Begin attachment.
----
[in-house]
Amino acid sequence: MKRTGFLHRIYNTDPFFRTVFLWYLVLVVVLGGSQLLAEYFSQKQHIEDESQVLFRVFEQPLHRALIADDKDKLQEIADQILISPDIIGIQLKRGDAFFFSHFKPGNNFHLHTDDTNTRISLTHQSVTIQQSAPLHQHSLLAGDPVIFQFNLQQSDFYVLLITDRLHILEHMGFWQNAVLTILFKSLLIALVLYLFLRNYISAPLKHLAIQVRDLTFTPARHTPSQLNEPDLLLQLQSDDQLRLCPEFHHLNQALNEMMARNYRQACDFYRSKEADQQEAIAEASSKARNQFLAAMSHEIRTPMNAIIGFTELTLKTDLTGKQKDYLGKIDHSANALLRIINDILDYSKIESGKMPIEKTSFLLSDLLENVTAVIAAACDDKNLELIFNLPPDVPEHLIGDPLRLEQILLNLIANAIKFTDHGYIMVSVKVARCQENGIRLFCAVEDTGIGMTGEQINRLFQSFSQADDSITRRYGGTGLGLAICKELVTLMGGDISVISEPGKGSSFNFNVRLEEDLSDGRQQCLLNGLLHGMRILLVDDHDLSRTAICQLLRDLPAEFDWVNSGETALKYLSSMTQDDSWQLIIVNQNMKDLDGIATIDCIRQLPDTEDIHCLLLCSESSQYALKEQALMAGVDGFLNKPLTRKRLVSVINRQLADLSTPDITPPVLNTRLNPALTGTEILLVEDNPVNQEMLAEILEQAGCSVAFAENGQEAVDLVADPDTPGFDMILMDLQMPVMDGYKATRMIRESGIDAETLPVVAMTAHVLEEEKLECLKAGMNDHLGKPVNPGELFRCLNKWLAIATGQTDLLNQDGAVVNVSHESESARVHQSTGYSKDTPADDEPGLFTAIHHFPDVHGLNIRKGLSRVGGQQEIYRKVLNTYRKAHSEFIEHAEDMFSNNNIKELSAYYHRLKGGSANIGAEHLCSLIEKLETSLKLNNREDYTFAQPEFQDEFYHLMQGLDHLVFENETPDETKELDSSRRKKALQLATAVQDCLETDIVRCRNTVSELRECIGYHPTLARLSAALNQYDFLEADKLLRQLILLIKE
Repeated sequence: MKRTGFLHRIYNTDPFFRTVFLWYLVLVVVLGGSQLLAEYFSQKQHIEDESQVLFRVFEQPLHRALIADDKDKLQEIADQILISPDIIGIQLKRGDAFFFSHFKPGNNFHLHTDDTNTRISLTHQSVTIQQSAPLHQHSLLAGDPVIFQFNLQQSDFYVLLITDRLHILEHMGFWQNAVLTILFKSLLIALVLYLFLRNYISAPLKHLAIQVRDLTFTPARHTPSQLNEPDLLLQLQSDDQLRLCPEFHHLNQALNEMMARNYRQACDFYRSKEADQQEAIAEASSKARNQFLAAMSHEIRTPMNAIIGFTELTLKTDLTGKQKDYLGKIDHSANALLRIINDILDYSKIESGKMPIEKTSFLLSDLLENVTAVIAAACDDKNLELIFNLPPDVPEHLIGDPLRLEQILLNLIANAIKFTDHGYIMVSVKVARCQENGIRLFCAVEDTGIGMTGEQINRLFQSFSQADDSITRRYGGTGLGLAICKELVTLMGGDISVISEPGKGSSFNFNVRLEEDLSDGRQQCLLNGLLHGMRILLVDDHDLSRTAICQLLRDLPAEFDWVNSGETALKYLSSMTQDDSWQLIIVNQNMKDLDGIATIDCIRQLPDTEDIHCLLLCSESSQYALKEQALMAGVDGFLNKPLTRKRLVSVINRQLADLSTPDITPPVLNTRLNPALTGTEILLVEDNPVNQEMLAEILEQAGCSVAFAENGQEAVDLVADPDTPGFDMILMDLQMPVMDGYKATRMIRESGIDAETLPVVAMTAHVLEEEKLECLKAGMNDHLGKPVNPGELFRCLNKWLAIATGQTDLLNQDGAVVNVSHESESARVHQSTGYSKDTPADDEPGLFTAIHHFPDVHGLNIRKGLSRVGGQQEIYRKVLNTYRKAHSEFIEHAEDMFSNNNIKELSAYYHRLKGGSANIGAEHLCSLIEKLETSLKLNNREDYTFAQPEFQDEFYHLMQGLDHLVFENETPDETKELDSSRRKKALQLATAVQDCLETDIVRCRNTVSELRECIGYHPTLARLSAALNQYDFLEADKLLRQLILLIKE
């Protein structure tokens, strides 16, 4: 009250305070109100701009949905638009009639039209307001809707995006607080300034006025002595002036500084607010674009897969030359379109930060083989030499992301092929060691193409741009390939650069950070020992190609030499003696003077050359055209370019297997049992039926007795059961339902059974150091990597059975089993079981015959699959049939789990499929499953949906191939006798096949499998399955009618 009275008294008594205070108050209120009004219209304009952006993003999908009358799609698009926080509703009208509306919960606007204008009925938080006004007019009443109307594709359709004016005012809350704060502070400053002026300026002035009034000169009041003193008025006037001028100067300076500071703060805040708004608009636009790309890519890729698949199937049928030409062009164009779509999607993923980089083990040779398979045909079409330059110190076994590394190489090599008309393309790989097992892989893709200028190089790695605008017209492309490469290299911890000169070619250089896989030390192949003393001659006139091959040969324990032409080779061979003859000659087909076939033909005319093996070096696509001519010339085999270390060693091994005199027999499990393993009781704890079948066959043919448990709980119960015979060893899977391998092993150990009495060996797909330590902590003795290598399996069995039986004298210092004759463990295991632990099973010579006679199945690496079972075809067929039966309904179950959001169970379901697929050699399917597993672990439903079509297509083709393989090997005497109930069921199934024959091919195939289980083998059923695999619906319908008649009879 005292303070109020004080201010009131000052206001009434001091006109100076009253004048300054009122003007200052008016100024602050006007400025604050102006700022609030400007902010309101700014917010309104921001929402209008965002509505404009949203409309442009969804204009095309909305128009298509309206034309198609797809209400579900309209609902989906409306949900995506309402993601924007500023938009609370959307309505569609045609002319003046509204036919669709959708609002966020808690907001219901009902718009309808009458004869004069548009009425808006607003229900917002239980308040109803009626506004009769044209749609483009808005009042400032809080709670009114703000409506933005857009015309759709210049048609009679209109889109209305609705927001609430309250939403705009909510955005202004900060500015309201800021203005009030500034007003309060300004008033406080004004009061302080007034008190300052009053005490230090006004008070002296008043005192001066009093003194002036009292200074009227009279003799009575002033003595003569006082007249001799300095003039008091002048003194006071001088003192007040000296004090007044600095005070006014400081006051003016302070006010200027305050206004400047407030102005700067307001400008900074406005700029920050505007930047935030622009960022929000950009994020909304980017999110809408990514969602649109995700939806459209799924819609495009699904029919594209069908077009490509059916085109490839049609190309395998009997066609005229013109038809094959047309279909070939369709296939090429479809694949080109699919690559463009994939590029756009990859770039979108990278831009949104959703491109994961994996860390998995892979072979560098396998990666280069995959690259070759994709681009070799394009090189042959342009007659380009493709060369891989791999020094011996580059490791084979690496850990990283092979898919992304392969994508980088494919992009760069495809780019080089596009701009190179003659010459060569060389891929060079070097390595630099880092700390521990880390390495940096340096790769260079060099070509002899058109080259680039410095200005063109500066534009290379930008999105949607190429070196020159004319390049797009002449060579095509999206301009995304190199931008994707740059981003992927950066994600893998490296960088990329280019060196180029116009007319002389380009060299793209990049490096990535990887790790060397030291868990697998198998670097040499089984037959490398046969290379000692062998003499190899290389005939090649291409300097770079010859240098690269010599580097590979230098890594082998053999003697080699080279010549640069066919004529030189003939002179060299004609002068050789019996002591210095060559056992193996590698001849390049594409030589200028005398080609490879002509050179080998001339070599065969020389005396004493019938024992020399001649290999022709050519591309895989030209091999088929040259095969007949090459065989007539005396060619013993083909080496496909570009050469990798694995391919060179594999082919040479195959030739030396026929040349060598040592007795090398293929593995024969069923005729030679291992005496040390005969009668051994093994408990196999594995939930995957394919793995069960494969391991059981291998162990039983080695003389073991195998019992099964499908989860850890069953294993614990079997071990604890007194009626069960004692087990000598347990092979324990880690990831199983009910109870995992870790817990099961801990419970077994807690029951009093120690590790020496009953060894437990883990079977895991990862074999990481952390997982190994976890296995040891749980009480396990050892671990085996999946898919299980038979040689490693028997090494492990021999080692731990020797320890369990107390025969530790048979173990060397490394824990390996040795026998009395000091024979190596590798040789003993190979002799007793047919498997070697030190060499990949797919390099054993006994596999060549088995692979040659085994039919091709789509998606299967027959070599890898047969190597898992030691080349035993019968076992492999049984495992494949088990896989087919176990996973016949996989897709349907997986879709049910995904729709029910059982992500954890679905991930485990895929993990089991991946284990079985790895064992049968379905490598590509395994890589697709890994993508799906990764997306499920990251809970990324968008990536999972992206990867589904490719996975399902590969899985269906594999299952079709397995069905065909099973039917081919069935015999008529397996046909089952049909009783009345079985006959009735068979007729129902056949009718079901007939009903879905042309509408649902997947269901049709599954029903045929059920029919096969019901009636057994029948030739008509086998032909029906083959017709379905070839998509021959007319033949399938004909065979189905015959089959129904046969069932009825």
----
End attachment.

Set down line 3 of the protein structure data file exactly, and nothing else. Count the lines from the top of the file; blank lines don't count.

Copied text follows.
Repeated sequence: MKRTGFLHRIYNTDPFFRTVFLWYLVLVVVLGGSQLLAEYFSQKQHIEDESQVLFRVFEQPLHRALIADDKDKLQEIADQILISPDIIGIQLKRGDAFFFSHFKPGNNFHLHTDDTNTRISLTHQSVTIQQSAPLHQHSLLAGDPVIFQFNLQQSDFYVLLITDRLHILEHMGFWQNAVLTILFKSLLIALVLYLFLRNYISAPLKHLAIQVRDLTFTPARHTPSQLNEPDLLLQLQSDDQLRLCPEFHHLNQALNEMMARNYRQACDFYRSKEADQQEAIAEASSKARNQFLAAMSHEIRTPMNAIIGFTELTLKTDLTGKQKDYLGKIDHSANALLRIINDILDYSKIESGKMPIEKTSFLLSDLLENVTAVIAAACDDKNLELIFNLPPDVPEHLIGDPLRLEQILLNLIANAIKFTDHGYIMVSVKVARCQENGIRLFCAVEDTGIGMTGEQINRLFQSFSQADDSITRRYGGTGLGLAICKELVTLMGGDISVISEPGKGSSFNFNVRLEEDLSDGRQQCLLNGLLHGMRILLVDDHDLSRTAICQLLRDLPAEFDWVNSGETALKYLSSMTQDDSWQLIIVNQNMKDLDGIATIDCIRQLPDTEDIHCLLLCSESSQYALKEQALMAGVDGFLNKPLTRKRLVSVINRQLADLSTPDITPPVLNTRLNPALTGTEILLVEDNPVNQEMLAEILEQAGCSVAFAENGQEAVDLVADPDTPGFDMILMDLQMPVMDGYKATRMIRESGIDAETLPVVAMTAHVLEEEKLECLKAGMNDHLGKPVNPGELFRCLNKWLAIATGQTDLLNQDGAVVNVSHESESARVHQSTGYSKDTPADDEPGLFTAIHHFPDVHGLNIRKGLSRVGGQQEIYRKVLNTYRKAHSEFIEHAEDMFSNNNIKELSAYYHRLKGGSANIGAEHLCSLIEKLETSLKLNNREDYTFAQPEFQDEFYHLMQGLDHLVFENETPDETKELDSSRRKKALQLATAVQDCLETDIVRCRNTVSELRECIGYHPTLARLSAALNQYDFLEADKLLRQLILLIKE